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News You Can Use
By David Bachelor, PhD
There were a plethora of events competing for our attention this week. To name just a few headlines: The progress of the Chinese balloon; the war in Ukraine; candidates jostling for position in the 2024 election; and severe weather in various regions of the planet. Add to this palette earthquakes and fires around the globe, and our brain reaches attention overload. So, it is good that far from these major stories, in the back eddies of the headlines, there were a string of articles about overcoming distractions.
On February 1st, IAI.TV (Institute for the Arts and Ideas) website had the headline “Distraction, Flow and the Creative Mind.” The article started with the assertion, “[W]e live in distracted times, where both social media and our jobs pull our attention in a dozen different directions at once.” The author proposes “flow” as the antidote for distraction. Flow is “a peak experience in which we become intensely absorbed in a single activity.” In order to reach “flow,” the creative mind comes into play. The article suggests indulging in a creative activity and giving it our full attention. The article assumes that adding a new activity to our schedule will help us stop worrying about all the things that are not being accomplished while we engage in our new hobby.
The New York Times book review on February 2nd offered an invitation to distracted readers in its piece, “9 New Books We Recommend This Week.” Third on this list was a review of Jamie Kreiner’s “THE WANDERING MIND: What Medieval Monks Tell Us About Distraction.” The reviewer states, “Even in desert caves or atop high pillars, monks, it turns out, struggled mightily to tune out worldly stimuli.” On February 3rd the literary website The Next Big Idea carried Ms. Kriener’s summary of her own work in its article named “The Wandering Mind.” Kreiner showed how the ancient denizens of intentional isolation faced the same challenges to concentration as modern consumers of mass media. Kreiner divulged the secret of the monks’ success, “[T]hey practiced metacognitive techniques to keep tabs on the comings and goings of their attention.” This is a fancy way to say the rites and rituals of monastic life put boundaries around the monks’ wandering thoughts.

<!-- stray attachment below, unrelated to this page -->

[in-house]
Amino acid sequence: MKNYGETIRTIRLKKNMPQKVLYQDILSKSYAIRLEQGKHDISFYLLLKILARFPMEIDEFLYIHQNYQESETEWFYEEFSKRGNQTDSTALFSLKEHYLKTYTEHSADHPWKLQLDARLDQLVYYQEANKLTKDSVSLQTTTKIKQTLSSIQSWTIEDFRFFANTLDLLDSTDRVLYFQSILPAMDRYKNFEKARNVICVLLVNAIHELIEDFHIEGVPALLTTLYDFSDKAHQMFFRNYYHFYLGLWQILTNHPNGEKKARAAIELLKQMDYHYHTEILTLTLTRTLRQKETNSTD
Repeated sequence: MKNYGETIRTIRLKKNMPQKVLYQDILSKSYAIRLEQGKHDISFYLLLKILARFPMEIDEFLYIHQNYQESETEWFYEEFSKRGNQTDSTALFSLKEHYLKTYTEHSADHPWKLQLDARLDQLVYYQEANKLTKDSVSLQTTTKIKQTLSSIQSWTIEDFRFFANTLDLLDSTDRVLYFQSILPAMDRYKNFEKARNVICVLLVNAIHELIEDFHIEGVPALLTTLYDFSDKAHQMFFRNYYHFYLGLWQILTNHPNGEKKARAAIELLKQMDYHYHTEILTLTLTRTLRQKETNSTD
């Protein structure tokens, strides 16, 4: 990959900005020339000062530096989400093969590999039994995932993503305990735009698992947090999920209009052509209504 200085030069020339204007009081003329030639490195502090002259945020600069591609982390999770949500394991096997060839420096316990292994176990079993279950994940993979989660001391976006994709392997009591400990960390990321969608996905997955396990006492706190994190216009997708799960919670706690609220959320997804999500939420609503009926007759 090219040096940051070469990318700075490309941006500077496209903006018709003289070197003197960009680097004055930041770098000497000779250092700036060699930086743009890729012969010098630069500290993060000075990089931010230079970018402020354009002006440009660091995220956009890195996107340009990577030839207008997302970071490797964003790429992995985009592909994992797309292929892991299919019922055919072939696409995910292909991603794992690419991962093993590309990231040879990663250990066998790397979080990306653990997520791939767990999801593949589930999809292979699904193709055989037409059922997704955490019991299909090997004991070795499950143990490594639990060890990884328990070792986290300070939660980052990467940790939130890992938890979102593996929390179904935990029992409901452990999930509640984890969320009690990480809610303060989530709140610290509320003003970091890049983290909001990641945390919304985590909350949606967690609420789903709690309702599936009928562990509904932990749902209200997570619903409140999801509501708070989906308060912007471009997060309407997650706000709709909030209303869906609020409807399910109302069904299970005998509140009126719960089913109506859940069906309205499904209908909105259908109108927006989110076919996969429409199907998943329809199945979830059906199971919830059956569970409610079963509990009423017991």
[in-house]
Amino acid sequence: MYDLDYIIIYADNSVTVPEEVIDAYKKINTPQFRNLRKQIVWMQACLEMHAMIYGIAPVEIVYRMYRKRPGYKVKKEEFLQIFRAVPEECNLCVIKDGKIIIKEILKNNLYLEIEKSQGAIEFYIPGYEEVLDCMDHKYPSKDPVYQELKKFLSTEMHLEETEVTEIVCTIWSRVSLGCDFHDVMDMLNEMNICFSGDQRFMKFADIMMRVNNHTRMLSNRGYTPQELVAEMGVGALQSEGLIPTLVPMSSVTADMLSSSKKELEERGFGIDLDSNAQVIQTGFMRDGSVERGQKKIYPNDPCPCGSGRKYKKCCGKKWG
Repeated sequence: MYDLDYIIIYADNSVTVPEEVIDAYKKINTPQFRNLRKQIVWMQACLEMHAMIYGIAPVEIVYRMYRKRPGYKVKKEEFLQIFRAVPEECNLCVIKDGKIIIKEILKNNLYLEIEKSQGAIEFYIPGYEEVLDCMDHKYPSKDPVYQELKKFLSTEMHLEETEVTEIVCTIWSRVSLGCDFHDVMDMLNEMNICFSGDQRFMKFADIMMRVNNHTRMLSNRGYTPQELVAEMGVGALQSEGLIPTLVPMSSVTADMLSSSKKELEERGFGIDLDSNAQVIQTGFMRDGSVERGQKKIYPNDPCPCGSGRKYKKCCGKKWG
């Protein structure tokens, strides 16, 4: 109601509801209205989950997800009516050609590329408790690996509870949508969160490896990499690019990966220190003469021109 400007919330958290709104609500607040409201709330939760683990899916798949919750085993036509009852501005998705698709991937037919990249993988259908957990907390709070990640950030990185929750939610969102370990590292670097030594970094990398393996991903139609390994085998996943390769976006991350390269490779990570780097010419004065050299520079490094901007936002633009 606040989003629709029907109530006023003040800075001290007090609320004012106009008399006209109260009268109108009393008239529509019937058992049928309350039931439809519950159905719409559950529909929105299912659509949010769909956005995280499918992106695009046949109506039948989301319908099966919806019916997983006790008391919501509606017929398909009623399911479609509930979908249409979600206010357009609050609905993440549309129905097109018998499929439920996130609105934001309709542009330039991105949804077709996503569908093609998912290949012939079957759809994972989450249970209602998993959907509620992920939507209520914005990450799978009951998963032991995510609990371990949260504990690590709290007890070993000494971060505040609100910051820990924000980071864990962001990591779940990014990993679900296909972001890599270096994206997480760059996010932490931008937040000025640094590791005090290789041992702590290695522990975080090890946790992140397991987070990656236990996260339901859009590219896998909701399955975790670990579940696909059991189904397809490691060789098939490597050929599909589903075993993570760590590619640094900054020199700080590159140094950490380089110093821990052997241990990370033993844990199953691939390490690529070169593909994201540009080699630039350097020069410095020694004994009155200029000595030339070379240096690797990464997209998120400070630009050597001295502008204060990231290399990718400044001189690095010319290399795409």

People who lived in Biblical times also struggled with distractions. God’s human scribe to the church in Rome wrote, “In my inner self I delight in God’s law, but I see a different law in the parts of my body, waging war against the law of my mind and taking me prisoner to the law of sin in the parts of my body” (Romans 7:22-23). Believers in the city of Corinth were encouraged with these words, “For though we live in a body, our fight is not at the physical level because our weapons are not from planet Earth. Our weapons gain their power from God for the demolition of strongholds. We smash opinions and every intellectual activity that opposes knowing God and take every thought captive to obey Christ” (2 Cor 10:3-5).
The next time your mind gets overwhelmed by the headlines (or even your daily schedule), think back to God’s words to the Corinthians. With God’s help you can eliminate the distractions. God will help you find your “flow.”